6. There is one major problem with the ‘grab their attention’ approach to data visualisation, that is that the lazy recipient will see the obvious and miss the real message of the graphic. IMO, eye-catching visual effects pander to the lazy recipient, and it is far better to make the information presented clear, and if that means that the recipient has to work a bit to absorb the information and that then means that the lazy recipient is incapable of getting the information, so be it. Surely it is better to not get it than to get the wrong information? Not everything can be absorbed in 2 second bytes.

    As to your point about grabbing your audience’s attention, very relevant, but are dodgy visualisations the way to do that? I would have thought that you should; get the right audience; give a clear opening about what you are presenting and why it is relevant/important at that time; and keep the presentation brisk, relevant, and focussed.

    1. I tend to think that most people are lazier than we’d like 🙂 OK, let’s call them “overloaded and busy.” As a designer of software over the past decade, I will say that the cases where I built software that made the user work… were the least successful of my designs.

      How about we just make sure our reports and presentations are fun and inviting in some way. I don’t endorse the really silly stuff. But even that depends. Ever attend a Donald Farmer presentation? He keeps people laughing throughout, while never sacrificing message. As a result, the audience is 100% engaged and absorbing everything.

      There are of course limits and context to apply. I suspect that you and I would agree on most specific examples – “yes on this, no on that.” I just want to make sure that the cult of “make it completely dry and robotic” doesn’t go completely unchallenged.

      I am pleased with the direction of this discussion. Keep the opinions coming 🙂

  7. We don’t get to pick the audience. They are our bosses, our customers, our constituents. If we hope to influence them, it’s up to us, the presenters. Adapt to suit your audience or suffer the consequences.

    The presence or absence of shading on a bar chart, the use of a bar chart instead of a pie, colored backgrounds versus white, none of these details ever made or broke the success of a presentation to influence an audience. The real success comes with having something worthwhile to say, focusing on the most important material, relating the message to the concerns of the audience, organizing the presentation clearly, being prepared to address questions.

  8. I think that it’s important to separate charts that are useful for BI and charts that may used for eye-catching presentations. Most arguments fail to take the differences into account, but the distinctions are critical. From the BI perspective, any “ink” not directly related to the data you’re analyzing is distracting and simply gets in the way of analysis. We engage in BI for survival and to attain a competitive advantage – not to impress our bosses or an audience. One key tenet in analysis is to use the best chart (or combination of charts) pertinent to the analysis. This sounds obvious, but is rarely applied in practice.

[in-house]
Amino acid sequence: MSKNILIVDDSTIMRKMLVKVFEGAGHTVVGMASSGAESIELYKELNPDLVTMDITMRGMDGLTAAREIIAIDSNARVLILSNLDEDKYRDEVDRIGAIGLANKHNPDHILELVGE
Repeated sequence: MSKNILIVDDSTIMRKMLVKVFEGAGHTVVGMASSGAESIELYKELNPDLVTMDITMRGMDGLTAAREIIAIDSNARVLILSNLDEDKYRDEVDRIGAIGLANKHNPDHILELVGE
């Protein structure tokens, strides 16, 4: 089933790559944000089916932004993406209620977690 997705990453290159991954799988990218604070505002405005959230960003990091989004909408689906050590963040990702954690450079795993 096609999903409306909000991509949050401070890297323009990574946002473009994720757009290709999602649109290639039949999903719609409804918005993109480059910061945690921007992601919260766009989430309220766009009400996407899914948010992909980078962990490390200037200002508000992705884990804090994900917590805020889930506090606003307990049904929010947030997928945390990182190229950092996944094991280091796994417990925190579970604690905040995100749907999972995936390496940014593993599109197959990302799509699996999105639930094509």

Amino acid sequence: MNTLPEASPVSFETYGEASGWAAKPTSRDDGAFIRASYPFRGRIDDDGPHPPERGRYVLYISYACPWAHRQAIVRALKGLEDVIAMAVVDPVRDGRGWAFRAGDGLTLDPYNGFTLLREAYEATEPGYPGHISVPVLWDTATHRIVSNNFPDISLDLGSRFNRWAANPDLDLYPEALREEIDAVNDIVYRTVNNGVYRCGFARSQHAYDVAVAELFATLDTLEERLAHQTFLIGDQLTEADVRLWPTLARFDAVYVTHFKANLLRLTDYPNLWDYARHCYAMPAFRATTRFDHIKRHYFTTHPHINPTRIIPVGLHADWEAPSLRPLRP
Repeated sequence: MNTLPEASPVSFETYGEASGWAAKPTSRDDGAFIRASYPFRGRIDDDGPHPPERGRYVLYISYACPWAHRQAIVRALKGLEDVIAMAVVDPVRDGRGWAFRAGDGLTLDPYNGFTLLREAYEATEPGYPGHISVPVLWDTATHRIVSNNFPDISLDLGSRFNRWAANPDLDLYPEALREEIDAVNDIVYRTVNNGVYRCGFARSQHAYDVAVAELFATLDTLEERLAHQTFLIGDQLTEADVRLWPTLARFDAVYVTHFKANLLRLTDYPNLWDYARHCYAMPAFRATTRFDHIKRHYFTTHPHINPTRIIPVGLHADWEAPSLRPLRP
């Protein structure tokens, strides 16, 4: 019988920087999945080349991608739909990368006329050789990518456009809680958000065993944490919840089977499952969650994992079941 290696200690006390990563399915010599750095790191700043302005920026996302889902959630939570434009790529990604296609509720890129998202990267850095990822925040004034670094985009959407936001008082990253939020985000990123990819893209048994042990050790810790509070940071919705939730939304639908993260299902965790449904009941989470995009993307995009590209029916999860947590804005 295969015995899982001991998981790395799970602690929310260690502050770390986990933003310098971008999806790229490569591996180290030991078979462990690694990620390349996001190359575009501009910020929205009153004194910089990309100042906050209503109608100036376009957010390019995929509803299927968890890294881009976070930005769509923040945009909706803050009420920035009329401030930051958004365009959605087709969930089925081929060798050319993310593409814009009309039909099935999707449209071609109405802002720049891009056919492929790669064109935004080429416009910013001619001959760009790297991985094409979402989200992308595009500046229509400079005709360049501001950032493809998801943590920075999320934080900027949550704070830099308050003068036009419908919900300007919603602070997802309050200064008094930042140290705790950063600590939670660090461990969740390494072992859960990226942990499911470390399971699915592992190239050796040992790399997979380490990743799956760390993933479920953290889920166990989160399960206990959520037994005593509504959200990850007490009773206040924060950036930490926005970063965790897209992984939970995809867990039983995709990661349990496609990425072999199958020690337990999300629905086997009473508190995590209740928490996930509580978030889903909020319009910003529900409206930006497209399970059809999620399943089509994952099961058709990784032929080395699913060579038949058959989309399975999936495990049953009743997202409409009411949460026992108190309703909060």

For BI, I have never found a scenario where a pie chart represented data better than a bar chart. If you want to use a bar chart and the data has a wide range, use a log scale. Instead of gauges, use bullet graphs. 3D charts are both hard to read and (depending on the chart) mask some of the data points (or worse, distorts the data e.g. 3D pies). Basic line charts are the way to go for analyzing trends over time. If you have to analyze a lot of data, you need a chart that highlights anomalies or outliers – individual data points are of little consequence with a large data set.

    So how does the number one BI tool (Excel) fare when it comes to visual analysis? Excel charts haven’t changed much in over 20 years, demonstrating how little regard has been paid to visual analysis. In 1997, we got 3D cone, cylinder & pyramid charts. In addition, we got radar charts, bubble charts and stock charts. In 2007 we got eye candy. In summary, in over 20 years, Excel has added no meaningful enhancements in charts for BI.

    To its credit, Excel’s charting tool is quite flexible and you can coax almost any chart out of it. Alas, most of the techniques are known only to experts. For the other 99.99% of users (i.e. the folks who the product is designed for), these techniques remain undiscoverable. Although the Ribbon was created to make features more discoverable, it cannot help in this regard.

  9. As an aspiring chart police cadet and member of the ‘Picky’ 1/3 I’d like to add my 2 cents 🙂

    Most of the points I would make have already been made in the great discussion in the comments but here is what I’d like to add.

    In the Stephen P. Anderson presentation you link to he talks about the importance of aesthetics, that being great visual design that supports the idea that you are trying to communicate. “Eye candy” is something else; it is the more refined relative of “lipstick on a pig”.

    When I think about charts I often think about one of their highest profile uses for business which is in annual reports. Here is an example from Goldman Sachs 2008 annual report. [PDF, 1.1MB]

    I always try to keep in mind this quote by Antoine de Saint-Exupéry, “You know you’ve achieved perfection in design, not when you have nothing more to add, but when you have nothing more to take away.” After all, I, like most designers, are just eye-candy junkies desperately trying to stay on the wagon.

    Thanks for the post Rob.